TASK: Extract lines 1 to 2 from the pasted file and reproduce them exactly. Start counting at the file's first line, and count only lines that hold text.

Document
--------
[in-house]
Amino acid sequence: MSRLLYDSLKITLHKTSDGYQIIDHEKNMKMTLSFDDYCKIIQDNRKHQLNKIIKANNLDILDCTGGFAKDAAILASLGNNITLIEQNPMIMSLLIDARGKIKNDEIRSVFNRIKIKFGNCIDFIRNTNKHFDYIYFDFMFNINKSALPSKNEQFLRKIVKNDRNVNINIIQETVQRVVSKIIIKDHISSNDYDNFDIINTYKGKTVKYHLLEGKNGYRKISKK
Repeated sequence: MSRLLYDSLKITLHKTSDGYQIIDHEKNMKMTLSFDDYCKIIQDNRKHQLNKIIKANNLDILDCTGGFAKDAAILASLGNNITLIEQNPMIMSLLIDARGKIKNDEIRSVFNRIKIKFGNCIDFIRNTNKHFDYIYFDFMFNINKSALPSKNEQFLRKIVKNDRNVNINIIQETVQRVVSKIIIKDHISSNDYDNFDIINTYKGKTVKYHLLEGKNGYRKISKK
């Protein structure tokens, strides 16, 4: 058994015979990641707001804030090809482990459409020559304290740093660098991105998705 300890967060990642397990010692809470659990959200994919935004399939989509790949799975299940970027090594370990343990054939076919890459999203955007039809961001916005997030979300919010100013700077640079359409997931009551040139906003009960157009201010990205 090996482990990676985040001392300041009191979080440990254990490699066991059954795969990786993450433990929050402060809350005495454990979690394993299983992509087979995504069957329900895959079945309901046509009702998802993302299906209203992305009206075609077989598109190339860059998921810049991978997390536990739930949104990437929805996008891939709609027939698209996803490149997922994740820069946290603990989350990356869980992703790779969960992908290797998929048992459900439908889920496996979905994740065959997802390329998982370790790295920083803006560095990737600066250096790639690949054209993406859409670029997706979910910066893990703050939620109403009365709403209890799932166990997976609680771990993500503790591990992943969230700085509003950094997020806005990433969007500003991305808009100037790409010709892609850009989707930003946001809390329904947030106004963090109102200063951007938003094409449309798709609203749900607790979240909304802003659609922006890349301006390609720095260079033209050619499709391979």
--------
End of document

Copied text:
[in-house]
Amino acid sequence: MSRLLYDSLKITLHKTSDGYQIIDHEKNMKMTLSFDDYCKIIQDNRKHQLNKIIKANNLDILDCTGGFAKDAAILASLGNNITLIEQNPMIMSLLIDARGKIKNDEIRSVFNRIKIKFGNCIDFIRNTNKHFDYIYFDFMFNINKSALPSKNEQFLRKIVKNDRNVNINIIQETVQRVVSKIIIKDHISSNDYDNFDIINTYKGKTVKYHLLEGKNGYRKISKK